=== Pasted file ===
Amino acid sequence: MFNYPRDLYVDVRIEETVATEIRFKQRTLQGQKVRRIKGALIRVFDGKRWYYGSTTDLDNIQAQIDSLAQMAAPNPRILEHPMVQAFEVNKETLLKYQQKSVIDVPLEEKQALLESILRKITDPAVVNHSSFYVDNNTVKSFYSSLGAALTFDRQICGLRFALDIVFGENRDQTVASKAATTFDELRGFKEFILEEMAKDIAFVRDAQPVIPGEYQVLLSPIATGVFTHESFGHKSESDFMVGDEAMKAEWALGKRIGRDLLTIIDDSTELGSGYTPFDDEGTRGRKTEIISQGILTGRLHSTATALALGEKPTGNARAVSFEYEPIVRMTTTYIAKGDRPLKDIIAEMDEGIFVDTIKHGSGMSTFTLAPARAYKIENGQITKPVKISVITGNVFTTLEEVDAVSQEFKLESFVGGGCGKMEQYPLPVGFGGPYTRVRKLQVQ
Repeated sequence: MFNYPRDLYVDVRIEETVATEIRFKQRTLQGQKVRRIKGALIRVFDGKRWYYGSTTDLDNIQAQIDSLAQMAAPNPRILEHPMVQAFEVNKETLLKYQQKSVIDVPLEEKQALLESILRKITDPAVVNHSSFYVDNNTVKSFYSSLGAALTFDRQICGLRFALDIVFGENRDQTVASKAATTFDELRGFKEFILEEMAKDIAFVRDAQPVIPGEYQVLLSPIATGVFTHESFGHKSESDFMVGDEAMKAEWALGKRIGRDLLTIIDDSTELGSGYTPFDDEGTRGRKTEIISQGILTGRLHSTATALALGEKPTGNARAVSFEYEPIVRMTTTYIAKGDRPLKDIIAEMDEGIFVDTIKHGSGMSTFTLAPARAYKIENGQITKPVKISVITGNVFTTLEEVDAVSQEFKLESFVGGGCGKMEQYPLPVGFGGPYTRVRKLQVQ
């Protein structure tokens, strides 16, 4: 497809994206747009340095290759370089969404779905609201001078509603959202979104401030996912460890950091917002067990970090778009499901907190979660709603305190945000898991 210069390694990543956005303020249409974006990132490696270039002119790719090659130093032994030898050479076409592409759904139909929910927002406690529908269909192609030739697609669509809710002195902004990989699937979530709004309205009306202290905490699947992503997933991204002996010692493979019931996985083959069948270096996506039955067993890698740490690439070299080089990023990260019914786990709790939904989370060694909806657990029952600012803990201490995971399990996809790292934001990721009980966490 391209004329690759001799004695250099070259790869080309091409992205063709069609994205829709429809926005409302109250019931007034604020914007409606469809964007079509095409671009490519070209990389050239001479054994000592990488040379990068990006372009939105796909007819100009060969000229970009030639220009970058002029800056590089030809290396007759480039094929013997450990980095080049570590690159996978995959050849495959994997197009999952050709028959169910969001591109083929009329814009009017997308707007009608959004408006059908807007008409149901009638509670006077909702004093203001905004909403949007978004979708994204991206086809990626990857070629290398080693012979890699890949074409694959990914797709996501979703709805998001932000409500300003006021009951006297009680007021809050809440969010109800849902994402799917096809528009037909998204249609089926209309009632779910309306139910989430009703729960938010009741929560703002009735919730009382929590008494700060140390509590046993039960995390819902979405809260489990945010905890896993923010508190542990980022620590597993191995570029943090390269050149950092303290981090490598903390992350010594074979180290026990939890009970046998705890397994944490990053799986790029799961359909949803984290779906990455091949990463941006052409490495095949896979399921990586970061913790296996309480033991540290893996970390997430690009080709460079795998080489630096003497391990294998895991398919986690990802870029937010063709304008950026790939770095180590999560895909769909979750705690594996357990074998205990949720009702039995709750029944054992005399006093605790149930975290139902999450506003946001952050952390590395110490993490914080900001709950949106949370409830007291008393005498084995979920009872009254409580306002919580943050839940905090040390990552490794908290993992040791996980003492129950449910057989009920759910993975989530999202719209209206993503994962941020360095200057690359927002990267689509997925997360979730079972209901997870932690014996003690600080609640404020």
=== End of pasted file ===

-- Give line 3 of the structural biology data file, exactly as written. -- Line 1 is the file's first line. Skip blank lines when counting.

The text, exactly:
């Protein structure tokens, strides 16, 4: 497809994206747009340095290759370089969404779905609201001078509603959202979104401030996912460890950091917002067990970090778009499901907190979660709603305190945000898991 210069390694990543956005303020249409974006990132490696270039002119790719090659130093032994030898050479076409592409759904139909929910927002406690529908269909192609030739697609669509809710002195902004990989699937979530709004309205009306202290905490699947992503997933991204002996010692493979019931996985083959069948270096996506039955067993890698740490690439070299080089990023990260019914786990709790939904989370060694909806657990029952600012803990201490995971399990996809790292934001990721009980966490 391209004329690759001799004695250099070259790869080309091409992205063709069609994205829709429809926005409302109250019931007034604020914007409606469809964007079509095409671009490519070209990389050239001479054994000592990488040379990068990006372009939105796909007819100009060969000229970009030639220009970058002029800056590089030809290396007759480039094929013997450990980095080049570590690159996978995959050849495959994997197009999952050709028959169910969001591109083929009329814009009017997308707007009608959004408006059908807007008409149901009638509670006077909702004093203001905004909403949007978004979708994204991206086809990626990857070629290398080693012979890699890949074409694959990914797709996501979703709805998001932000409500300003006021009951006297009680007021809050809440969010109800849902994402799917096809528009037909998204249609089926209309009632779910309306139910989430009703729960938010009741929560703002009735919730009382929590008494700060140390509590046993039960995390819902979405809260489990945010905890896993923010508190542990980022620590597993191995570029943090390269050149950092303290981090490598903390992350010594074979180290026990939890009970046998705890397994944490990053799986790029799961359909949803984290779906990455091949990463941006052409490495095949896979399921990586970061913790296996309480033991540290893996970390997430690009080709460079795998080489630096003497391990294998895991398919986690990802870029937010063709304008950026790939770095180590999560895909769909979750705690594996357990074998205990949720009702039995709750029944054992005399006093605790149930975290139902999450506003946001952050952390590395110490993490914080900001709950949106949370409830007291008393005498084995979920009872009254409580306002919580943050839940905090040390990552490794908290993992040791996980003492129950449910057989009920759910993975989530999202719209209206993503994962941020360095200057690359927002990267689509997925997360979730079972209901997870932690014996003690600080609640404020």